Indian-American CEO ‘forced maid to sleep near dogs, starved her for days’ | world-news | Hindustan Times
Today in New Delhi, India
Jul 27, 2017-Thursday
-°C
New Delhi
  • Humidity
    -
  • Wind
    -

Indian-American CEO ‘forced maid to sleep near dogs, starved her for days’

An Indian-American CEO of an IT staffing and consulting firm has been charged in the US with callous treatment of an Indian domestic worker.

world Updated: Sep 17, 2016 12:35 IST
HT Correspondent
Himanshu Bhatia, CEO for Rose International and IT Staffing.
Himanshu Bhatia, CEO for Rose International and IT Staffing. (LinkedIn)

An Indian American head of an IT consulting firm who has figured among top women business leaders has been accused by the US government of grossly underpaying her live-in domestic help from India and mistreating her by making her sleep in the garage with the family’s dogs when unwell.

Himanshu Bhatia, the founder of Rose International, which earned $357 million in 2011, has been charged by the US labour department of violating the Fair Labor Standards Act. She was also accused of subjecting the help, Sheela Ningwal, to “callous abuse” and punishing her for pursuing her rights, according to a complaint filed in a federal court in California on August 22.

There was no response to a request for comment from Rose International, which is headquartered in St Louis, Missouri. According to court documents, summons were ordered to be issued to Bhatia the day after the complaint.

Bhatia, who was born in Delhi and went to the School of Planning and Architecture, was named among the 25 top women business leaders in the US by Fast Company web magazine in 2012.

She and her family live in San Juan Capistrano, California, and own “mansions, luxury penthouse condominiums in Las Vegas, Long Beach, and Miami”, according to the labour department’s complaint.

Ningwal worked primarily at the family home but also at their other establishments. She was paid a fixed monthly salary of $400, with food and accommodation, regardless of the number of hours of work. The department of labour said this was “grossly below the statutorily mandated minimum wage”.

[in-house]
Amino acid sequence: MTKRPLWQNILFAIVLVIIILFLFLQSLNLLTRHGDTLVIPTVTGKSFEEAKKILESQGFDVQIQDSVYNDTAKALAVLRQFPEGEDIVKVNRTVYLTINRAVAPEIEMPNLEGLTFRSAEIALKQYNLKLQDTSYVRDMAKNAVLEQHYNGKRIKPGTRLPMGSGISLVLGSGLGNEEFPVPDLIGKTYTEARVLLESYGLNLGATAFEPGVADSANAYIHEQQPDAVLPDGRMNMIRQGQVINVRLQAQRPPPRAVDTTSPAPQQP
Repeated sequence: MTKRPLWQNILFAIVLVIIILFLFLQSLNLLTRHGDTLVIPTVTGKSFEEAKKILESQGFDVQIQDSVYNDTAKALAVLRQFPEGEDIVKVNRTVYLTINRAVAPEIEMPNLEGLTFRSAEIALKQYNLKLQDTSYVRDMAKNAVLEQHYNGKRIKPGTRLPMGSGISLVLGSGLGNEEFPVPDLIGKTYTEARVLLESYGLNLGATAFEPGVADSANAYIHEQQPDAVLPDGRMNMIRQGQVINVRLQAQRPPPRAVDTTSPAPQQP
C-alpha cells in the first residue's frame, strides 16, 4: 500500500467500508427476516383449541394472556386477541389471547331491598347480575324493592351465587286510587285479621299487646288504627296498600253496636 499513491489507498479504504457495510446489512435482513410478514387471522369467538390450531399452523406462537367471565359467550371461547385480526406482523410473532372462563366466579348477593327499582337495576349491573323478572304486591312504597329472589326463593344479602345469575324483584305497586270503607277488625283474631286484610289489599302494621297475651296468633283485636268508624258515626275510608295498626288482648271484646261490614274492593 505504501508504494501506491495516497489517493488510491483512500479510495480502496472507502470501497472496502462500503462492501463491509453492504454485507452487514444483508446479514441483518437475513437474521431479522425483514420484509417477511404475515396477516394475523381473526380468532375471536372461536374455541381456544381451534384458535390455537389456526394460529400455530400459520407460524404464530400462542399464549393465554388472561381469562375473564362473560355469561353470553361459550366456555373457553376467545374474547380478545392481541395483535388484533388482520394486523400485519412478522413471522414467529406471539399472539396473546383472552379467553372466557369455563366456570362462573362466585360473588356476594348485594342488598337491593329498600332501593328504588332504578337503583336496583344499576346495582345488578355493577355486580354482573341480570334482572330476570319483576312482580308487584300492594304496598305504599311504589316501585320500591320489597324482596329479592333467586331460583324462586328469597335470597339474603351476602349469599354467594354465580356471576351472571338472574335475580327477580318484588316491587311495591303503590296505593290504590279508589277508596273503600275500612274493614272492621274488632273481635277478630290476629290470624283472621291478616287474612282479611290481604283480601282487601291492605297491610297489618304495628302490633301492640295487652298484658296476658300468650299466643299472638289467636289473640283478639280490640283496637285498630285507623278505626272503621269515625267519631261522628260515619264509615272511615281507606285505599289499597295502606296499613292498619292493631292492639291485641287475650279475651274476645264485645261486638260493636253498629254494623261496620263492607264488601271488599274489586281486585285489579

Describing the abuse, the complaint, filed in the name of US labour secretary Tom Perez, said whenever “Ningwal was ill, Defendant Bhatia forced Ms Ningwal to sleep in the garage on a piece of carpet, alongside Defendant Bhatia’s dogs who slept on a mattress, because Defendant Bhatia did not want her or her family exposed to Ms Ningwal’s illness”.

When travelling, the family would “neglect to leave food” for Ningwal, who was dependent on them.

Her passport was taken from her, and given to her only at the time of travel. Ningwal was fired twice in 2104 – once because she was researching “labor laws” online.

The complaint sought the payment of unpaid wages and damages.

This is not the first time an Indian or an Indian-origin American has been in trouble over domestic help.

In 2013, an Indian Foreign Service officer was arrested in New York for paying the help much lower wages than the amount shown in visa application papers, throwing India-US relations into a major crisis — secretary of state John Kerry has said it was the worst on his watch.

Read | Complete fiction: Indian-American CEO’s daughter denies help’s claims